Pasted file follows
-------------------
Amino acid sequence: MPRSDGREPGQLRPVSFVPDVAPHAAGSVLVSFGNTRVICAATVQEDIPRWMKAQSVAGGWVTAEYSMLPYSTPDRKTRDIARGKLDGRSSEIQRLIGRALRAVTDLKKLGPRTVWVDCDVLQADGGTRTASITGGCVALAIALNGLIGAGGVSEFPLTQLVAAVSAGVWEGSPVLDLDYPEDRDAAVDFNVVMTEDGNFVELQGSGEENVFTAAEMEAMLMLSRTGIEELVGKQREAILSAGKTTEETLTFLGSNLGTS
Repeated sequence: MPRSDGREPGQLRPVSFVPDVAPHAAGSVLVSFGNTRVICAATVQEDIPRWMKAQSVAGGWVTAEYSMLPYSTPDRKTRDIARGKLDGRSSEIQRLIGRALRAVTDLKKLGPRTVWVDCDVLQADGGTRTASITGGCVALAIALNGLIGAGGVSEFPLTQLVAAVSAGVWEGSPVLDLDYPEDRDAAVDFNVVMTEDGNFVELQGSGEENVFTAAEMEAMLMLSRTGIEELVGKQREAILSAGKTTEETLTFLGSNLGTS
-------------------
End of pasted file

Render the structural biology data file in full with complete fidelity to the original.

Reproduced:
Amino acid sequence: MPRSDGREPGQLRPVSFVPDVAPHAAGSVLVSFGNTRVICAATVQEDIPRWMKAQSVAGGWVTAEYSMLPYSTPDRKTRDIARGKLDGRSSEIQRLIGRALRAVTDLKKLGPRTVWVDCDVLQADGGTRTASITGGCVALAIALNGLIGAGGVSEFPLTQLVAAVSAGVWEGSPVLDLDYPEDRDAAVDFNVVMTEDGNFVELQGSGEENVFTAAEMEAMLMLSRTGIEELVGKQREAILSAGKTTEETLTFLGSNLGTS
Repeated sequence: MPRSDGREPGQLRPVSFVPDVAPHAAGSVLVSFGNTRVICAATVQEDIPRWMKAQSVAGGWVTAEYSMLPYSTPDRKTRDIARGKLDGRSSEIQRLIGRALRAVTDLKKLGPRTVWVDCDVLQADGGTRTASITGGCVALAIALNGLIGAGGVSEFPLTQLVAAVSAGVWEGSPVLDLDYPEDRDAAVDFNVVMTEDGNFVELQGSGEENVFTAAEMEAMLMLSRTGIEELVGKQREAILSAGKTTEETLTFLGSNLGTS